Ron Natinsky isn’t eligible for Stonewall’s endorsement, but he’s screening for it anyway

Ron Natinsky

Twenty-four candidates in local municipal elections are seeking the endorsement of Stonewall Democrats of Dallas. The LGBT group will screen candidates on Saturday at Resource Center Dallas before voting on which horse to endorse in each race.

Those scheduled to appear Saturday to seek Stonewall’s endorsement include all four candidates for Dallas mayor. However, according to Stonewall’s bylaws, Ron Natinsky isn’t eligible for the group’s endorsement because he’s a Republican. The group’s bylaws read: “No member of the Republican Party, candidates in the Republican Primary, nor Republican candidates in a General or Non-Partisan Election are eligible for endorsement by this Organization. Endorsements may be made in Dallas County non-partisan elections if the candidate has a Democratic Party primary election voting history and/or affirms allegiance to the Dallas Democratic Party.”

Natinsky has been endorsed by some prominent gay Democrats, including Ed Oakley and Chris Luna, but it looks like Stonewall will be choosing between David Kunkle and Mike Rawlings.

In District 14, Stonewall members will have to decide between openly gay challenger James Nowlin and incumbent Angela Hunt, who’s been a strong LGBT ally on the council. It’s great to see gay candidates like Nowlin running for office, but I’d be shocked if Stonewall’s endorsement doesn’t go to Hunt.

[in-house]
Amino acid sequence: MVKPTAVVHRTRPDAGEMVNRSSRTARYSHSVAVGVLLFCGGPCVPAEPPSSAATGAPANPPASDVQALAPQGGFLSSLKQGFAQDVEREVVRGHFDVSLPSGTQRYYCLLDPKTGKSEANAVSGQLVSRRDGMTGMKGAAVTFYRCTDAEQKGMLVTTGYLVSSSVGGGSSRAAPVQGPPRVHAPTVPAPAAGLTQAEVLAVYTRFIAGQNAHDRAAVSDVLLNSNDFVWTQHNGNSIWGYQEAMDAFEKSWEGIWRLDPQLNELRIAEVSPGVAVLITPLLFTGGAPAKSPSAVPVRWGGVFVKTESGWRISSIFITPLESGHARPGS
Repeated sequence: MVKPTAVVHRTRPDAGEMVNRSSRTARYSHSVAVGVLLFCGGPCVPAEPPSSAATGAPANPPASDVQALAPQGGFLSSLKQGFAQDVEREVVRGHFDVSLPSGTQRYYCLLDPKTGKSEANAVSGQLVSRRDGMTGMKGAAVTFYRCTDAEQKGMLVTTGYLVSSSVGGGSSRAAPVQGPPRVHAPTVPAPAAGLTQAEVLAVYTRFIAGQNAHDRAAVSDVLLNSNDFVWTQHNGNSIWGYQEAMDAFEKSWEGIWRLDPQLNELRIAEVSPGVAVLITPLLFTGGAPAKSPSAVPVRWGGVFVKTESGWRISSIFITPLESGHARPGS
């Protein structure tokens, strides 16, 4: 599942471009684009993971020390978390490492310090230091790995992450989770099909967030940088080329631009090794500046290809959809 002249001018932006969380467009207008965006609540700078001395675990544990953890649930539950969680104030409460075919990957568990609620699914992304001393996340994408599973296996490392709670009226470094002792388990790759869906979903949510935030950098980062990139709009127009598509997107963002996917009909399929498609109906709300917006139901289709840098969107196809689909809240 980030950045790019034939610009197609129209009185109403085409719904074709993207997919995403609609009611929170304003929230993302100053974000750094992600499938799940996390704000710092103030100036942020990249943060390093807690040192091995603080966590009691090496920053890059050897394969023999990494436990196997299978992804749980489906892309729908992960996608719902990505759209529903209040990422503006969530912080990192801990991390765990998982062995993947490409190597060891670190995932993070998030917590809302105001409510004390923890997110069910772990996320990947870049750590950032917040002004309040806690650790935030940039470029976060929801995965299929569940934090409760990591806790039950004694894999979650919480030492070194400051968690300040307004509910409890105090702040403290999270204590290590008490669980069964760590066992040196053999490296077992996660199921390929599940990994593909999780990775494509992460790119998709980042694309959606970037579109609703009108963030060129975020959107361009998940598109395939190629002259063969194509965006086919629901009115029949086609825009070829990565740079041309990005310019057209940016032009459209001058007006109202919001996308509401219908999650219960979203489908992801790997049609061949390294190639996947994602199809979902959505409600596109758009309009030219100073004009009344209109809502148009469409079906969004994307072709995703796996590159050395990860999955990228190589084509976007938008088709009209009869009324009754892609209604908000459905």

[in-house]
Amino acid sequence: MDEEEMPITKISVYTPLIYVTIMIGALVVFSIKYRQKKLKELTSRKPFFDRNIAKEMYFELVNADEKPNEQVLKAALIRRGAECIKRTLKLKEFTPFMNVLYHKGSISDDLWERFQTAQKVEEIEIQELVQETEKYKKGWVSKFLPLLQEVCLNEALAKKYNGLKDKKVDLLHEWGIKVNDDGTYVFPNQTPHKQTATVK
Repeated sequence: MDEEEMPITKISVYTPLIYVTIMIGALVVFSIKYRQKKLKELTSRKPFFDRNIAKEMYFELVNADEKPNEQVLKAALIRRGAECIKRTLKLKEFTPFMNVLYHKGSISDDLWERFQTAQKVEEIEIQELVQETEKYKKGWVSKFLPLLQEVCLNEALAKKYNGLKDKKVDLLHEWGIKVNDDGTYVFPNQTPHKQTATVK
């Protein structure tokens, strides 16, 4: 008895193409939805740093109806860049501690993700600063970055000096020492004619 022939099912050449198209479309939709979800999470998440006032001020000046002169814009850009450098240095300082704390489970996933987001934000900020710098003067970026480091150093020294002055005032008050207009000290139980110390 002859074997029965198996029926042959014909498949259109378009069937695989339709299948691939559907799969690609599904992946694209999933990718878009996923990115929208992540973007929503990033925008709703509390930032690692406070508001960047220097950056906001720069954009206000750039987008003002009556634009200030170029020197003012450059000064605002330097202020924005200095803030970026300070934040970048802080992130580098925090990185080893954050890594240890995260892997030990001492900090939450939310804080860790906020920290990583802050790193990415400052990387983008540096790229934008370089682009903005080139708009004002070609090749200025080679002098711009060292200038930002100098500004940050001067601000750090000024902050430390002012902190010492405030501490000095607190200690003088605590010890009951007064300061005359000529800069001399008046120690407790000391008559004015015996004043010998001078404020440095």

In District 2, both challenger Billy MacLeod and incumbent Pauline Medrano are seeking Stonewall’s endorsement, which will undoubtedly to Medrano, who’s also a strong LGBT ally.

In District 3, only challenger Scott Griggs is seeking Stonewall’s endorsement. Griggs is running against incumbent Dave Neumann, who’s been endorsed by the Dallas Gay and Lesbian Alliance in the past but is not currently scheduled to appear on Saturday. We suspect Neumann is in the same boat as Natinsky when it comes to being eligible for the endorsement.

In District 4, Dallas Mayor Dwaine Caraway is seeking Stonewall’s endorsement for re-election to his council seat. Caraway, of course, is finishing out Tom Leppert’s term after Leppert stepped down to run for Senate. Caraway is a shoe-in for re-election, but it’s good to see that he’s scheduled to appear on Saturday.

In District 7, openly gay challenger Cassie Pierce is the only candidate scheduled to seek Stonewall’s endorsement on Saturday. Pierce is running against incumbent Carolyn Davis.

Stonewall will screen candidates from 9 a.m. to 4 p.m., at Resource Center Dallas. Only those with their membership dues as of Feb. 17 may vote.

A full press release, including a list of all candidates who are scheduled to appear, is after the jump.

—  John Wright

Burns, Hicks unopposed in FW council races